Public Engagement Programs

American Lectures in the History of Religions

Founded in 1891 to encourage path-breaking scholarship through a lecture and book series, the American Lectures in the History of Religions (ALHR) flourished under the auspices of the American Council of Learned Societies (ACLS) and Columbia University from 1936. At the request of the ACLS, the American Academy of Religion assumed administrative responsibility for the series in 1994. Learn more about the lecture series.

Public Scholars Project

The Public Scholars Project is a joint initiative of the American Academy of Religion's Committee on the Public Understanding of Religion and the Religious Freedom Center of the Freedom Forum. Through seminars, webinars, and other resources, the Public Scholars Project equips scholars of religion to effectively communicate in the public sphere and foster religious literacy. Learn more about the Public Scholars Project.

Religious Literacy Guidelines for College Graduates

In 2019, the AAR published guidelines outlining what every undergraduate student should know about religion. The guidelines were adopted by the AAR Board of Directors after three years of discussion and edits by a committee and advisory board. Diane L. Moore, Director of the Religious Literacy Project at Harvard Divinity School, and Eugene V. Gallagher, Rosemary Park Professor Emeritus of Religious Studies at Connecticut College, led the effort, which was funded by a grant from the Arthur Vining Davis Foundations.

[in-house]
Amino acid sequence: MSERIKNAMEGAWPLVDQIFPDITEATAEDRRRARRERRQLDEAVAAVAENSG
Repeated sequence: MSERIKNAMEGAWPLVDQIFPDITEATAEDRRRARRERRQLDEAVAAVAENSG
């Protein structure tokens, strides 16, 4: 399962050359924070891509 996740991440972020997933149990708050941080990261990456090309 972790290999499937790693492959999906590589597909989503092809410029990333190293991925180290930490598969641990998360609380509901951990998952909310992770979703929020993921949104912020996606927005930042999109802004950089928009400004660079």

The guidelines argue that some critical understanding about the ways in which religion shapes and is shaped by human behavior should be part of the general education of every person who receives an undergraduate degree. Designed to aid both faculty and administrators, the guidelines include suggested outcomes, frequently asked questions, and an outline of common approaches to teaching and learning about religion on college campuses, along with examples.

Teaching about Religion in K–12 Public Schools

The AAR has developed Guidelines for Teaching about Religions in K–12 Public Schools. The document discusses why teaching about religion is important, the distinction between a devotional approach and a non-devotional religious studies approach appropriate for public schools, how to teach about religion with a variety of approaches and pedagogical strategies, and the content and skill competencies required for teachers to teach about religion in intellectually sound ways.

Chaplaincy Program

For a number of years, the American Academy of Religion (AAR) and the Center for Engaged Religious Pluralism (CERP) cosponsored G-CARD training conversations for senior officials who oversee chaplaincy in governmental institutions, including statewide and federal prison chaplaincy directors, senior military chaplains, and those who oversee military chaplaincy endorsements.

The rationale for the program included:

  • Chaplains need religious pluralism education
  • The Constitution requires the needs be met of those incarcerated